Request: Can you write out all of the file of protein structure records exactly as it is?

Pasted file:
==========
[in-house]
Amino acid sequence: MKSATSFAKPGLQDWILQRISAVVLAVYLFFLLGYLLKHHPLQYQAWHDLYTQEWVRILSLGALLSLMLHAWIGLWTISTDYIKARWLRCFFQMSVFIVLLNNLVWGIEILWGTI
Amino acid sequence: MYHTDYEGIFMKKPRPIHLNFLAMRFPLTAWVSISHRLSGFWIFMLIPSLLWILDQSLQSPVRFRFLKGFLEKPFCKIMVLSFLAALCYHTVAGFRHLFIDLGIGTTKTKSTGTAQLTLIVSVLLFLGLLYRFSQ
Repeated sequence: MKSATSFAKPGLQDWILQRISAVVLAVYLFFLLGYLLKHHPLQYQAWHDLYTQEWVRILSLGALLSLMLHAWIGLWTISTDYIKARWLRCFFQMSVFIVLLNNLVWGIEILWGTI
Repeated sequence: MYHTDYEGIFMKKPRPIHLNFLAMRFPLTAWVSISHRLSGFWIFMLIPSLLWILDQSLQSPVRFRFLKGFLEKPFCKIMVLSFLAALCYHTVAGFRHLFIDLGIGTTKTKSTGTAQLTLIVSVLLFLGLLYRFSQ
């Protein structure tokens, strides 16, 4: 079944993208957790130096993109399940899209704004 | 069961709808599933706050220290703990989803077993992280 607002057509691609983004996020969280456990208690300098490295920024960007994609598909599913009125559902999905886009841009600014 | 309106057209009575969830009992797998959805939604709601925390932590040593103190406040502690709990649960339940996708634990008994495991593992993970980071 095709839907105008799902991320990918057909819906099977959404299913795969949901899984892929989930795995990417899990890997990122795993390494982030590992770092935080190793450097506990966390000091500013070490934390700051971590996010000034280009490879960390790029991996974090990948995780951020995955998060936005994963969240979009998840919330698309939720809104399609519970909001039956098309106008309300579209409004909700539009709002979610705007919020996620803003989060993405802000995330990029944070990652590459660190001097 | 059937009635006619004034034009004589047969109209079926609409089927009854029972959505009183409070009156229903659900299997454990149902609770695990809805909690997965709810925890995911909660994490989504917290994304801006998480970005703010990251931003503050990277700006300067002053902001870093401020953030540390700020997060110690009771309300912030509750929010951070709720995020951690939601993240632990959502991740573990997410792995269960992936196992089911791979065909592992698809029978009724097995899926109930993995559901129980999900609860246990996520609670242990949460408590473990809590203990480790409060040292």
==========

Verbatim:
[in-house]
Amino acid sequence: MKSATSFAKPGLQDWILQRISAVVLAVYLFFLLGYLLKHHPLQYQAWHDLYTQEWVRILSLGALLSLMLHAWIGLWTISTDYIKARWLRCFFQMSVFIVLLNNLVWGIEILWGTI
Amino acid sequence: MYHTDYEGIFMKKPRPIHLNFLAMRFPLTAWVSISHRLSGFWIFMLIPSLLWILDQSLQSPVRFRFLKGFLEKPFCKIMVLSFLAALCYHTVAGFRHLFIDLGIGTTKTKSTGTAQLTLIVSVLLFLGLLYRFSQ
Repeated sequence: MKSATSFAKPGLQDWILQRISAVVLAVYLFFLLGYLLKHHPLQYQAWHDLYTQEWVRILSLGALLSLMLHAWIGLWTISTDYIKARWLRCFFQMSVFIVLLNNLVWGIEILWGTI
Repeated sequence: MYHTDYEGIFMKKPRPIHLNFLAMRFPLTAWVSISHRLSGFWIFMLIPSLLWILDQSLQSPVRFRFLKGFLEKPFCKIMVLSFLAALCYHTVAGFRHLFIDLGIGTTKTKSTGTAQLTLIVSVLLFLGLLYRFSQ
């Protein structure tokens, strides 16, 4: 079944993208957790130096993109399940899209704004 | 069961709808599933706050220290703990989803077993992280 607002057509691609983004996020969280456990208690300098490295920024960007994609598909599913009125559902999905886009841009600014 | 309106057209009575969830009992797998959805939604709601925390932590040593103190406040502690709990649960339940996708634990008994495991593992993970980071 095709839907105008799902991320990918057909819906099977959404299913795969949901899984892929989930795995990417899990890997990122795993390494982030590992770092935080190793450097506990966390000091500013070490934390700051971590996010000034280009490879960390790029991996974090990948995780951020995955998060936005994963969240979009998840919330698309939720809104399609519970909001039956098309106008309300579209409004909700539009709002979610705007919020996620803003989060993405802000995330990029944070990652590459660190001097 | 059937009635006619004034034009004589047969109209079926609409089927009854029972959505009183409070009156229903659900299997454990149902609770695990809805909690997965709810925890995911909660994490989504917290994304801006998480970005703010990251931003503050990277700006300067002053902001870093401020953030540390700020997060110690009771309300912030509750929010951070709720995020951690939601993240632990959502991740573990997410792995269960992936196992089911791979065909592992698809029978009724097995899926109930993995559901129980999900609860246990996520609670242990949460408590473990809590203990480790409060040292």